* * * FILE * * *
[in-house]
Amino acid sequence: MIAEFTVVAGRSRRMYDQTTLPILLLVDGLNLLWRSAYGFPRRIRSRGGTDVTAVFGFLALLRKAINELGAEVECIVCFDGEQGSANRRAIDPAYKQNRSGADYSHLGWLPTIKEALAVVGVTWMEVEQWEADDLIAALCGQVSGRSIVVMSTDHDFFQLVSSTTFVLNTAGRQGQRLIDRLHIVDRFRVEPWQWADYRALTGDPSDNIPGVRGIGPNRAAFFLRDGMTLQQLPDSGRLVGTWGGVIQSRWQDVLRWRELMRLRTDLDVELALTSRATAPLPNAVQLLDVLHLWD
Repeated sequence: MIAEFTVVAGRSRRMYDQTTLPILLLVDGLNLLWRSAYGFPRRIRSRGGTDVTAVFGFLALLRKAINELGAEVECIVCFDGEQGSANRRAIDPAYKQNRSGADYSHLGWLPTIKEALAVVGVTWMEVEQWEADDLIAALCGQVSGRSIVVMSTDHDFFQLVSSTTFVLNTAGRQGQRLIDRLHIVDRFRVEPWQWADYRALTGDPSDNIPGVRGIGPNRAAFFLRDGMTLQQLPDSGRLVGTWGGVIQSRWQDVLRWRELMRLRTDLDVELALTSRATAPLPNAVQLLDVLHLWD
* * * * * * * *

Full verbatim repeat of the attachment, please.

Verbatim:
[in-house]
Amino acid sequence: MIAEFTVVAGRSRRMYDQTTLPILLLVDGLNLLWRSAYGFPRRIRSRGGTDVTAVFGFLALLRKAINELGAEVECIVCFDGEQGSANRRAIDPAYKQNRSGADYSHLGWLPTIKEALAVVGVTWMEVEQWEADDLIAALCGQVSGRSIVVMSTDHDFFQLVSSTTFVLNTAGRQGQRLIDRLHIVDRFRVEPWQWADYRALTGDPSDNIPGVRGIGPNRAAFFLRDGMTLQQLPDSGRLVGTWGGVIQSRWQDVLRWRELMRLRTDLDVELALTSRATAPLPNAVQLLDVLHLWD
Repeated sequence: MIAEFTVVAGRSRRMYDQTTLPILLLVDGLNLLWRSAYGFPRRIRSRGGTDVTAVFGFLALLRKAINELGAEVECIVCFDGEQGSANRRAIDPAYKQNRSGADYSHLGWLPTIKEALAVVGVTWMEVEQWEADDLIAALCGQVSGRSIVVMSTDHDFFQLVSSTTFVLNTAGRQGQRLIDRLHIVDRFRVEPWQWADYRALTGDPSDNIPGVRGIGPNRAAFFLRDGMTLQQLPDSGRLVGTWGGVIQSRWQDVLRWRELMRLRTDLDVELALTSRATAPLPNAVQLLDVLHLWD